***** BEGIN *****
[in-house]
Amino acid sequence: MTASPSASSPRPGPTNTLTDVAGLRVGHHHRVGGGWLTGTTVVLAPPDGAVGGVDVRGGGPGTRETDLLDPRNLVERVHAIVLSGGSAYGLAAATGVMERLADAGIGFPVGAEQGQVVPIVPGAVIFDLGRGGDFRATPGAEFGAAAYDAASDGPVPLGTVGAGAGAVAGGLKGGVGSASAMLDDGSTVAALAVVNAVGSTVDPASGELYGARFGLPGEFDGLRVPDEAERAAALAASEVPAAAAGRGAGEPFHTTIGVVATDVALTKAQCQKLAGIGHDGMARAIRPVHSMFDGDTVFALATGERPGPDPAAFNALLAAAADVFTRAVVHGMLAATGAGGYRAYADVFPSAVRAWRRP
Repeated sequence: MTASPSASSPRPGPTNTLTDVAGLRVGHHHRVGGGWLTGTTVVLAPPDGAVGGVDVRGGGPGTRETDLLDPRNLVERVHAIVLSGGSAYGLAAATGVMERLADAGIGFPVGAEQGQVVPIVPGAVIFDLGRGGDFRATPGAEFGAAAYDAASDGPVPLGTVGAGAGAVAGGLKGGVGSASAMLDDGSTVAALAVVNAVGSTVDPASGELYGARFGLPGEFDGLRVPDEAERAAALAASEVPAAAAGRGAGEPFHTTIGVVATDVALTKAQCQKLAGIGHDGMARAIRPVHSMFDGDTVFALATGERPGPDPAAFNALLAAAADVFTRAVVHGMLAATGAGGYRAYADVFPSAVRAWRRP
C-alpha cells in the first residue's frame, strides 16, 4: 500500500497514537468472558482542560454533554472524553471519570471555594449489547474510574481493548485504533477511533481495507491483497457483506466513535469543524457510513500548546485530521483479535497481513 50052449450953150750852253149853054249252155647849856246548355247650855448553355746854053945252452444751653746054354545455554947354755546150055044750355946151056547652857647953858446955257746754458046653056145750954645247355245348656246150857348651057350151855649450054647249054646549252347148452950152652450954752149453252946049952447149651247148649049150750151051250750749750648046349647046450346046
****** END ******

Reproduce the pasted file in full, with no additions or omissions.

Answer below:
[in-house]
Amino acid sequence: MTASPSASSPRPGPTNTLTDVAGLRVGHHHRVGGGWLTGTTVVLAPPDGAVGGVDVRGGGPGTRETDLLDPRNLVERVHAIVLSGGSAYGLAAATGVMERLADAGIGFPVGAEQGQVVPIVPGAVIFDLGRGGDFRATPGAEFGAAAYDAASDGPVPLGTVGAGAGAVAGGLKGGVGSASAMLDDGSTVAALAVVNAVGSTVDPASGELYGARFGLPGEFDGLRVPDEAERAAALAASEVPAAAAGRGAGEPFHTTIGVVATDVALTKAQCQKLAGIGHDGMARAIRPVHSMFDGDTVFALATGERPGPDPAAFNALLAAAADVFTRAVVHGMLAATGAGGYRAYADVFPSAVRAWRRP
Repeated sequence: MTASPSASSPRPGPTNTLTDVAGLRVGHHHRVGGGWLTGTTVVLAPPDGAVGGVDVRGGGPGTRETDLLDPRNLVERVHAIVLSGGSAYGLAAATGVMERLADAGIGFPVGAEQGQVVPIVPGAVIFDLGRGGDFRATPGAEFGAAAYDAASDGPVPLGTVGAGAGAVAGGLKGGVGSASAMLDDGSTVAALAVVNAVGSTVDPASGELYGARFGLPGEFDGLRVPDEAERAAALAASEVPAAAAGRGAGEPFHTTIGVVATDVALTKAQCQKLAGIGHDGMARAIRPVHSMFDGDTVFALATGERPGPDPAAFNALLAAAADVFTRAVVHGMLAATGAGGYRAYADVFPSAVRAWRRP
C-alpha cells in the first residue's frame, strides 16, 4: 500500500497514537468472558482542560454533554472524553471519570471555594449489547474510574481493548485504533477511533481495507491483497457483506466513535469543524457510513500548546485530521483479535497481513 50052449450953150750852253149853054249252155647849856246548355247650855448553355746854053945252452444751653746054354545455554947354755546150055044750355946151056547652857647953858446955257746754458046653056145750954645247355245348656246150857348651057350151855649450054647249054646549252347148452950152652450954752149453252946049952447149651247148649049150750151051250750749750648046349647046450346046